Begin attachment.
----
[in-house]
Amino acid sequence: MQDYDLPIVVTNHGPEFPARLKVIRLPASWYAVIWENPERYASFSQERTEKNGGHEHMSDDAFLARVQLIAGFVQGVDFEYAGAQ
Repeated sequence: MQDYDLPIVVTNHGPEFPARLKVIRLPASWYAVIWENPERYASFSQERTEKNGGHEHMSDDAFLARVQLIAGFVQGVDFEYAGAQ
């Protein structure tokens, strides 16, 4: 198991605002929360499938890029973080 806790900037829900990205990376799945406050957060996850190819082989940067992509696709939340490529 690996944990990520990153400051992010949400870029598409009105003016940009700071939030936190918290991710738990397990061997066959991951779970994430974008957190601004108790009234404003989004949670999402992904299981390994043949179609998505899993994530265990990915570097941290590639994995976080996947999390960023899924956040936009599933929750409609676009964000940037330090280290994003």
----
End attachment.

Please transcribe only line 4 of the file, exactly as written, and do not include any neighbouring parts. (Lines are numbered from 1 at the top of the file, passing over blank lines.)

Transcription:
């Protein structure tokens, strides 16, 4: 198991605002929360499938890029973080 806790900037829900990205990376799945406050957060996850190819082989940067992509696709939340490529 690996944990990520990153400051992010949400870029598409009105003016940009700071939030936190918290991710738990397990061997066959991951779970994430974008957190601004108790009234404003989004949670999402992904299981390994043949179609998505899993994530265990990915570097941290590639994995976080996947999390960023899924956040936009599933929750409609676009964000940037330090280290994003």